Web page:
Bureaucrats Paid for Not Working

Obama's egregious executive order diverting federal money to unions.

By today’s standards, the amount of misused money is not large, it’s the practice that offends the sensibilities of any taxpayer aware of it. The practice is: paying federal employees not to work. The federal government paid employees $137 million for not doing their jobs. This was for the year 2010. For the previous year bureaucrats were paid only $129 million for not working. "How could his be?" you well may ask. This is happening while the federal government is doubled over with the load of a $1.3 billion deficit on its back.

This startling information was revealed by Diana Furchtgott-Roth, a senior fellow at the Manhattan Institute and a contributing editor of RealClearMarkets. Her revelation is being picked up by other publications as well.

The government’s Office of Personnel Management (OPM) reported that these non-working workers were, instead, busy acting as representatives of government unions. Some bureaucrats are hindered by a mentality which dictates that one has to put one’s shoulder to the wheel where the effort is most vital to one’s interests.

The time spent by these federal employees not working for us taxpayers is called by the grandiose label “official time.” According to the account by Furchtgott-Roth, the OPM explained that “official time is time spent by federal employees performing representational work for a bargaining unit in lieu of their regularly assigned work.”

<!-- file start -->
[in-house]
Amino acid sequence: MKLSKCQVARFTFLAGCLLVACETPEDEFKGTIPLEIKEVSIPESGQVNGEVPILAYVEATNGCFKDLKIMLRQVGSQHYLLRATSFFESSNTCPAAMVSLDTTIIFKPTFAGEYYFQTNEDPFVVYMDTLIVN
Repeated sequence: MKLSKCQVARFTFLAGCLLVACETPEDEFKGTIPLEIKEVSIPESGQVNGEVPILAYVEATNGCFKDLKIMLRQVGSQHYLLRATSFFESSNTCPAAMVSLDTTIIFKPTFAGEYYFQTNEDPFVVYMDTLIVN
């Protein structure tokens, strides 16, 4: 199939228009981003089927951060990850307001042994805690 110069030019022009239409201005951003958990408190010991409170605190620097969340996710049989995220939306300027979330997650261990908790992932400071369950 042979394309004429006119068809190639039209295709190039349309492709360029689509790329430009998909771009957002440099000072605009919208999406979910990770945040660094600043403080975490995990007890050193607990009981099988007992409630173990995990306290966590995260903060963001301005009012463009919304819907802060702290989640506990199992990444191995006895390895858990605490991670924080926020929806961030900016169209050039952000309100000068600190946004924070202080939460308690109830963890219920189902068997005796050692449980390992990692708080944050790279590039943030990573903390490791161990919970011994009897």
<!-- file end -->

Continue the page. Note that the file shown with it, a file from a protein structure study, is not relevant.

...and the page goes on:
So, when a federal worker is yawning and stretching in boredom and apparently doesn’t have anything important to do, the union-appreciative bureaucrat can be elected or appointed as a “union representative.” This grants the person the special privilege of still collecting the pay for what they were hired to do, but spending their time giving their all for a union—and there are plenty of unions.

All 59 executive departments and agencies, as well as the Government Printing Office and the Capitol Police, have employees representing their interests. The OPM report for 2009 said nearly 5 million “official time” periods were listed in that year. Each employee used about 4 percent of his or her time in this union work (instead of the job supposedly being done for the taxpayers).

“Labor organizations and collective bargaining are in the public interest,” said the OPM report. President Obama reinforced that concept with an Executive Order (No. 13522), I found. In that order, Obama enunciated his feelings about government unions with the words that they “will improve the productivity and effectiveness of the federal government.” How that is possible may remain one of the many mysteries of the Obama Administration.

These “union representatives” still collect not only their regular salary but also various generous fringe benefits, including, of course, medical benefits, which many private-sector workers “no longer receive,” as Furchtgott-Roth points out.

Uncle Sam has about 2,850,000 non-military federal employees. There are 12 percent more federal employees now than when the recession began, according to the Bureau of Labor Statistics. In the private sector, to the contrary, jobs have fallen like autumn leaves in a heavy wind.